February 11, 2016

USDA Chief Economist Says Balance Sheets Still Look Good

CBOTYesterday’s USDA reports had one major theme: slow demand. USDA lowered export demand for both corn and wheat in the February WASDE report.  In fact, wheat exports are now expected to be the lowest in more than 40 years.  USDA Chief Economist Rob Johannson:

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And global wheat stocks are up nearly 10.6% year over year. Add that to a 28% increase in U.S. wheat stocks and analysts say you have a real problem on your hands.  The U.S. appears to be sitting on the largest stockpile of wheat since the 2009-2010 crop year.  But what does that mean for price?  USDA is currently projecting a year end price of $5.00/bu on wheat.

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With such low prices persisting, there’s been a lot of talk about net farm incomes. USDA also addressed those issues in a less widely discussed report yesterday, the Farm Sector Income Forecast from the Economic Research service.  The report showed farm profits are expected to decline for the third year in a row.  Again USDA Chief Economist Johannson:

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The bulk of that decline is attributed to losses in animal product receipts, while crop income declines are forecasted around just 0.9%. Still, some fear we may be looking at a wave of bankruptcies.  There certainly are some stresses on balance sheets, says Johannson, but

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USDA World Supply And Demand Numbers Bearish

USDA released their February World Agricultural Supply and Demand numbers Tuesday morning to little fanfare as analysts expected only small changes across the board.  While that was largely true, carryout numbers of all three grains slightly exceeded analysts pre-report estimates:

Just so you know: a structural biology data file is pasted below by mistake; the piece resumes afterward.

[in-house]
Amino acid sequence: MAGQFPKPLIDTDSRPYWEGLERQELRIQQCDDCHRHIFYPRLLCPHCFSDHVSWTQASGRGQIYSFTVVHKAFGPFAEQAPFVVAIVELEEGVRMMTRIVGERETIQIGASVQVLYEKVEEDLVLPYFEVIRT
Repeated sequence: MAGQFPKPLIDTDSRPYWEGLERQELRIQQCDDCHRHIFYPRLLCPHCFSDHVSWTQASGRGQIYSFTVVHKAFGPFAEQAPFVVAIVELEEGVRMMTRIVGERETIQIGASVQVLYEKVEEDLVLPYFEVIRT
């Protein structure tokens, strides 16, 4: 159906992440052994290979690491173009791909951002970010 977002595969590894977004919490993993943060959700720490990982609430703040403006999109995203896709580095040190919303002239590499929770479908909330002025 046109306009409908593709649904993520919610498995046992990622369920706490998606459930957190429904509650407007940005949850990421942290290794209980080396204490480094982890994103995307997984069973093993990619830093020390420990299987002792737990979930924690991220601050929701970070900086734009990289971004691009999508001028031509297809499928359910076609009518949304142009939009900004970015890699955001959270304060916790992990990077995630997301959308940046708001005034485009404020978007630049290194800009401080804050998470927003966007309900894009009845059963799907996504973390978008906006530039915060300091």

Feb USDA Report Pre Report Estimate Range of Estimates January USDA Estimate
Corn 1.837 bbu 1.815 bbu 17.52-1.947 bbu 1.802 bbu
Soybeans 450 mbu 449 mbu 425-491 mbu 440 mbu
Wheat 966 mbu 949 mbu 930-975 mbu 941 mbu


Global stocks of all three major grain categories increased as well.  Notably, USDA did not change their Brazilian soybean production estimate leaving it steady at 100 mmt for the 2015-2016 season.  Analysts were looking for a small decrease.  Argentinean soybean production was increased by 1.5 mmt to 58.5 mmt.


UND Professor Osbourne Speculates On Summer Drought

Leon_OsborneWhile El Nino has brought some much needed moisture to California, the drought stricken southern part of the state is not getting the precipitation that was expected.  Leon Osbourne with the University of North Dakota says the jet stream has pulled the moisture to the north . . .

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Osbourne agrees with a consensus of meteorologists that La Nina is likely to quickly follow the El Nino weather event.  He says that means the drought in the west and California could expand to the middle par to the country later this year . . .

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Meteorologists remain split on the timing of such a swing from El Nino to La Nina, an issue grain analysts say will be vital to causing a summer rally.